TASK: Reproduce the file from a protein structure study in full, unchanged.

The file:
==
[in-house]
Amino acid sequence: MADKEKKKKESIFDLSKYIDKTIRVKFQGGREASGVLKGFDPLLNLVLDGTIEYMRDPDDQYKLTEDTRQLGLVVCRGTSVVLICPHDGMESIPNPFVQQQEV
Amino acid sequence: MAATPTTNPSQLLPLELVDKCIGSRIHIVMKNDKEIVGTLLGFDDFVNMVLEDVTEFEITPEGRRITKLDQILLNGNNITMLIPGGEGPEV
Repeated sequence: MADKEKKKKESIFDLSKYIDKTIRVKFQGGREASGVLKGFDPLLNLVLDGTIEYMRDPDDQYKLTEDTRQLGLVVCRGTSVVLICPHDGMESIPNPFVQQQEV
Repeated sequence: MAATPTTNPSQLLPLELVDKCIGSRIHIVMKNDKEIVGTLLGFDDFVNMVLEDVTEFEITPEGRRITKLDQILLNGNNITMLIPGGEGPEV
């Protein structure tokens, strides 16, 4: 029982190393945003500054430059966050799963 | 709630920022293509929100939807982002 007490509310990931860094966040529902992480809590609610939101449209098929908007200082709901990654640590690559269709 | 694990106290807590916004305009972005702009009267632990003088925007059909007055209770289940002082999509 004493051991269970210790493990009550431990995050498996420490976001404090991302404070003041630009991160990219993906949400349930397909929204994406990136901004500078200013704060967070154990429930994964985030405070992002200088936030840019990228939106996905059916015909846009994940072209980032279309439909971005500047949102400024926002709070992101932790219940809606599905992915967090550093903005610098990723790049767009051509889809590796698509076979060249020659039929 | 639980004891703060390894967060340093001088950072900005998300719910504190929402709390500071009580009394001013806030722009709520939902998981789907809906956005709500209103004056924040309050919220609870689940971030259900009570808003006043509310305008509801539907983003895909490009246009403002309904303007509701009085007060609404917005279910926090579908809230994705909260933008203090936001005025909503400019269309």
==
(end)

[in-house]
Amino acid sequence: MADKEKKKKESIFDLSKYIDKTIRVKFQGGREASGVLKGFDPLLNLVLDGTIEYMRDPDDQYKLTEDTRQLGLVVCRGTSVVLICPHDGMESIPNPFVQQQEV
Amino acid sequence: MAATPTTNPSQLLPLELVDKCIGSRIHIVMKNDKEIVGTLLGFDDFVNMVLEDVTEFEITPEGRRITKLDQILLNGNNITMLIPGGEGPEV
Repeated sequence: MADKEKKKKESIFDLSKYIDKTIRVKFQGGREASGVLKGFDPLLNLVLDGTIEYMRDPDDQYKLTEDTRQLGLVVCRGTSVVLICPHDGMESIPNPFVQQQEV
Repeated sequence: MAATPTTNPSQLLPLELVDKCIGSRIHIVMKNDKEIVGTLLGFDDFVNMVLEDVTEFEITPEGRRITKLDQILLNGNNITMLIPGGEGPEV
């Protein structure tokens, strides 16, 4: 029982190393945003500054430059966050799963 | 709630920022293509929100939807982002 007490509310990931860094966040529902992480809590609610939101449209098929908007200082709901990654640590690559269709 | 694990106290807590916004305009972005702009009267632990003088925007059909007055209770289940002082999509 004493051991269970210790493990009550431990995050498996420490976001404090991302404070003041630009991160990219993906949400349930397909929204994406990136901004500078200013704060967070154990429930994964985030405070992002200088936030840019990228939106996905059916015909846009994940072209980032279309439909971005500047949102400024926002709070992101932790219940809606599905992915967090550093903005610098990723790049767009051509889809590796698509076979060249020659039929 | 639980004891703060390894967060340093001088950072900005998300719910504190929402709390500071009580009394001013806030722009709520939902998981789907809906956005709500209103004056924040309050919220609870689940971030259900009570808003006043509310305008509801539907983003895909490009246009403002309904303007509701009085007060609404917005279910926090579908809230994705909260933008203090936001005025909503400019269309």